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Look and See . . . and listen, too

Park City, Utah -- Laura Dunn’s documentary about Wendell Berry, the celebrated American author, environmental activist and defender of agrarian values, is a perfect fit in Sundance’s New Climate program.

Look and See: A Portrait of Wendell Berry, begins with a dizzying montage of scenes of modern life that depict an alienating, even terrifying, reality. Against stark images of open-pit mining, clear-cut forests and sanitized workplaces, we hear Berry’s lilting voice reading his elegiac poem “A Timbered Choir,” about mankind’s senseless adherence to “the objective,” the drive to accumulate wealth, status and self-actualization at the expense of all else.

From the montage, the film abruptly switches gears as the camera follows a border collie trotting happily along a forest path glowing with golden hues. It’s autumn in Henry County, Kentucky, where Berry, 82, has lived, farmed and written for decades. As the dog passes through the forest, we hear the sounds of the woods themselves. Filmmaker Dunn invites us to not only to look and see Berry’s bucolic world, but to listen to it, too: the crunching of fallen leaves underfoot; the flutelike song of a veery; the familiar trill of a song sparrow; and the unmistakable calls of blue jay and woodpecker in the distance.

Using the passage of a year’s worth of seasons to give her film structure, Dunn limns Berry’s world and the values he espouses in his writing and activism. He advocates a radical turn away from soul-less technology and industrialized agriculture, and a turning toward a simpler life. His compass points are the traditional values of thrift, marriage, family, respect for the land, neighbourliness and democracy. It’s not all about the endless drive for more and bigger. “The world is full of free, beautiful things” like flowers, Berry says, as the camera alights on a field of dandelions gone to seed.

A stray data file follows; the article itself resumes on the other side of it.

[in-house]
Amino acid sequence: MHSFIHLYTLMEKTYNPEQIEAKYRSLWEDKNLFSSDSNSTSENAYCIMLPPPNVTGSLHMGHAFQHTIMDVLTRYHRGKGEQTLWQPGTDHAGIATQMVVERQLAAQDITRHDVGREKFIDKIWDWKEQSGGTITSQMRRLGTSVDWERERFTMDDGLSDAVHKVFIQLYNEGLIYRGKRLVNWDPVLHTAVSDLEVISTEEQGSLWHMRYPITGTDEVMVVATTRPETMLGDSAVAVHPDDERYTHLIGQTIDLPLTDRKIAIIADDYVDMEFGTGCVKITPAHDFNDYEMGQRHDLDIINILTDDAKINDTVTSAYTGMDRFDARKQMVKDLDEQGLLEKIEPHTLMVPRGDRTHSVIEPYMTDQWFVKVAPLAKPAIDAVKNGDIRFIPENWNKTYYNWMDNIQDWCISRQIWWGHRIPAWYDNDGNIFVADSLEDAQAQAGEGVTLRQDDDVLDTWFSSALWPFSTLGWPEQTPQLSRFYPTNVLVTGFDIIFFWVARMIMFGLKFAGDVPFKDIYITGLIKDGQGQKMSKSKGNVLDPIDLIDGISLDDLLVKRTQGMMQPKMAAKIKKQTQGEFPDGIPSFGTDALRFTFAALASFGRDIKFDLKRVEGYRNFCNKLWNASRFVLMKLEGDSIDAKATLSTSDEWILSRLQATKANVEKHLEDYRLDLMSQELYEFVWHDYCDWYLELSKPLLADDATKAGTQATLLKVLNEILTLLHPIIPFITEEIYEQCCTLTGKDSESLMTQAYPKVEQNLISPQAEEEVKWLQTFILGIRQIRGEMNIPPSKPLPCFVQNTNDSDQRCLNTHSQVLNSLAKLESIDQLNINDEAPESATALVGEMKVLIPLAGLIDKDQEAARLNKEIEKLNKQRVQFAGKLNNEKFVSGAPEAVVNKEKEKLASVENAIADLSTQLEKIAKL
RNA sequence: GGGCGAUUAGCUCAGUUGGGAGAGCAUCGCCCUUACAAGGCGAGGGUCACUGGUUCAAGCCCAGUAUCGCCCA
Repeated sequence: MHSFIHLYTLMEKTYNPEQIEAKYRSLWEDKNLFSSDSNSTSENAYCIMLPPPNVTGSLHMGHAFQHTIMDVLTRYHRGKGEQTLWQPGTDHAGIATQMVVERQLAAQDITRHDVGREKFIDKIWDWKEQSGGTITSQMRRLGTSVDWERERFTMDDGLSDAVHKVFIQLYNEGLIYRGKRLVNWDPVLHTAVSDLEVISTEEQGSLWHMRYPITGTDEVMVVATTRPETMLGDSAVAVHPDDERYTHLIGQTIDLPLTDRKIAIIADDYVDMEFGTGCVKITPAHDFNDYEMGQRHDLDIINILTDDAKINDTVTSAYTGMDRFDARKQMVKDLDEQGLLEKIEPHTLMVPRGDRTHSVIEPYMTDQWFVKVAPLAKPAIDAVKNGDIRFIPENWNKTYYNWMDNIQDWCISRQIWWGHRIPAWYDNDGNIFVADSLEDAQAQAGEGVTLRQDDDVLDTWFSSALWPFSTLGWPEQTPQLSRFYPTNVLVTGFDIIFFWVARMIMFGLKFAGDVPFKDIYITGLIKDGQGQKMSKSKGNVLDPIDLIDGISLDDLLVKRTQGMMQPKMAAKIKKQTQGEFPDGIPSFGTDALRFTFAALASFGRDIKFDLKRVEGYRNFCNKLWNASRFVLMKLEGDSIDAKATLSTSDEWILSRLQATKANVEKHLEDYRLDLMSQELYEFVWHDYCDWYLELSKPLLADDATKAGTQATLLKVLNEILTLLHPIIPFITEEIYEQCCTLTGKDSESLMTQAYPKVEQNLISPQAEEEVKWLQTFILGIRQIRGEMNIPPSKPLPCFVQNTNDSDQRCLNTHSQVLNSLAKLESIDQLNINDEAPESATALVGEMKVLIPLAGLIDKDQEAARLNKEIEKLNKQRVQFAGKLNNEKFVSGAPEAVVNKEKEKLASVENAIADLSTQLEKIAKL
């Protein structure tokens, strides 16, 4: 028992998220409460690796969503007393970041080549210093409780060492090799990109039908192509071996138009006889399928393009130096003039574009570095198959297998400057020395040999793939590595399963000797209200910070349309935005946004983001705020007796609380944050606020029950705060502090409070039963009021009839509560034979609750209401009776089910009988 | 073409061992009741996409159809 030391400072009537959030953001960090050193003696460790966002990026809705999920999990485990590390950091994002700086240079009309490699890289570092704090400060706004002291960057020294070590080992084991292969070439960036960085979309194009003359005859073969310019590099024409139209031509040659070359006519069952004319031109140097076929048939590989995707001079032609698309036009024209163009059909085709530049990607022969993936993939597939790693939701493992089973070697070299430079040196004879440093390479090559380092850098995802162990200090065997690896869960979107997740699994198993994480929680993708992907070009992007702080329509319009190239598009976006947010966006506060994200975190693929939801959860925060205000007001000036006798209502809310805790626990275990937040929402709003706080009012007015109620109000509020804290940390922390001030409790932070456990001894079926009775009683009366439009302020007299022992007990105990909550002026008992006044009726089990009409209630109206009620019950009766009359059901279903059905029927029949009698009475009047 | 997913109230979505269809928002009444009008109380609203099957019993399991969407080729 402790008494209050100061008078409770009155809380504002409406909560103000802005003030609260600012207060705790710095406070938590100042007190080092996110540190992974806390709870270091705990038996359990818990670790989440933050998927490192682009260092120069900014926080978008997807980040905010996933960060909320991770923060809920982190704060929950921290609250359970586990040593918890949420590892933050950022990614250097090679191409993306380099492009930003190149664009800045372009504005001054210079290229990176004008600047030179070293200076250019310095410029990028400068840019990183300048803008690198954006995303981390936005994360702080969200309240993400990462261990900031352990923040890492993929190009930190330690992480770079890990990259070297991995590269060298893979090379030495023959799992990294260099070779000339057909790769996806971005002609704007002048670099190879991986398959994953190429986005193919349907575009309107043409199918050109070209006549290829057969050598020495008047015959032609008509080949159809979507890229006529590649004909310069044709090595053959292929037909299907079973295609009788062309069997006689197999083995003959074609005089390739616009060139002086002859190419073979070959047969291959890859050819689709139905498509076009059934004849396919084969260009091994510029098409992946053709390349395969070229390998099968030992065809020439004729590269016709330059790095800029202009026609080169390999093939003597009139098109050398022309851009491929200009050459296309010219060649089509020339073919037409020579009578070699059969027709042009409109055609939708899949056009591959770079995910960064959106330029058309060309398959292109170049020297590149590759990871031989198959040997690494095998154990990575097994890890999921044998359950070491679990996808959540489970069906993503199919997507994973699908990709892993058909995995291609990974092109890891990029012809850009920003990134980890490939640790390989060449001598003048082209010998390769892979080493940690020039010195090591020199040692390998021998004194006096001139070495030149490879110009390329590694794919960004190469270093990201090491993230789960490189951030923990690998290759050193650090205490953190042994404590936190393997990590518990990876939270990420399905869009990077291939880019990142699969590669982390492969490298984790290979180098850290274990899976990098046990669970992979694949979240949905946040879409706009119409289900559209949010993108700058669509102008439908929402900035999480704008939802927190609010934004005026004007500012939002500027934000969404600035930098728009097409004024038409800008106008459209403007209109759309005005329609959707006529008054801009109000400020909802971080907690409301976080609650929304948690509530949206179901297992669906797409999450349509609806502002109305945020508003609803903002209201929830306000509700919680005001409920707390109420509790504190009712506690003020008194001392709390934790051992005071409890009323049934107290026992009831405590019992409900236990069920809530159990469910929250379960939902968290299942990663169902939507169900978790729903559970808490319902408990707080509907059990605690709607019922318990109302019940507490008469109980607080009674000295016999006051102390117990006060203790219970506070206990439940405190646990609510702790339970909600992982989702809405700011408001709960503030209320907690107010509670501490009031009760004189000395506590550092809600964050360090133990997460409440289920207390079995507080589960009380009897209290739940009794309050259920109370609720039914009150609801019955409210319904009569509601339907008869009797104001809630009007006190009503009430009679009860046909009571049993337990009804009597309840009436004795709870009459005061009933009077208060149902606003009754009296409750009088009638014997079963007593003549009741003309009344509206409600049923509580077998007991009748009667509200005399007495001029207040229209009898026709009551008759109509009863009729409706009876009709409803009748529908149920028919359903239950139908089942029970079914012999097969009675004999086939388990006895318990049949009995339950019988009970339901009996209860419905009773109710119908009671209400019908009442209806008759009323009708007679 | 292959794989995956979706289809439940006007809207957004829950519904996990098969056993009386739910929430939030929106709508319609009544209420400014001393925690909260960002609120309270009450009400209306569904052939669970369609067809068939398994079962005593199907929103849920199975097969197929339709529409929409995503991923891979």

Strangely for a biopic, Berry himself is never on camera. Instead, we discover him through candid interviews with family members — Berry’s wife, Tanya, and his daughter, Mary (married to Steve Smith, who speaks eloquently of how both his farm and his life have improved since he abandoned industrialized agriculture for sustainable, organic farming). A variety of Berry's neighbours are also heard from, hard-working people struggling to make a life farming in the “agribusiness nightmare” characterized by mechanized labor, chemical fertilizers, monstrously huge machines and matching debt. As Mary Berry says, this type of industrialized agriculture “works against nature so it's not in any way sustainable and it's made slaves out of a lot of people.”

As delightful as the images of fields, forests and flowers are, it's a pleasure to see Berry's indoor world, as well. Cinematographer Lee Daniels’ camera turns to the church-like room at the farm where Berry ’s celebrated writing life takes place. Sitting at a long wooden desk in front of a window with 40 square panes, Berry has written volumes of poetry, fiction and essays that are a rhapsody for a self-sustaining agrarian life that respects and is in balance with Mother Nature. He doesn’t say such a life will be easy. Far from it. “This is no paradisal dream. Its hardship is its possibility,” he says, reading from his poem “A Vision.”

Look and See, which premiered at South by Southwest last year under the title The Seer, was executive produced by Robert Redford and Terrence Malick, who also had the same roles on Dunn’s previous documentary, The Unforeseen. I hope the Berry film makes it to Hot Docs 2017 in Toronto.

Look and See publicity still

Wendell Berry writes in front of his many-paned window at his farm in Henry County, Kentucky, in a decades-old photograph shown in Look and See: A Portrait of Wendell Berry that screened at the Sundance Film Festival Friday.

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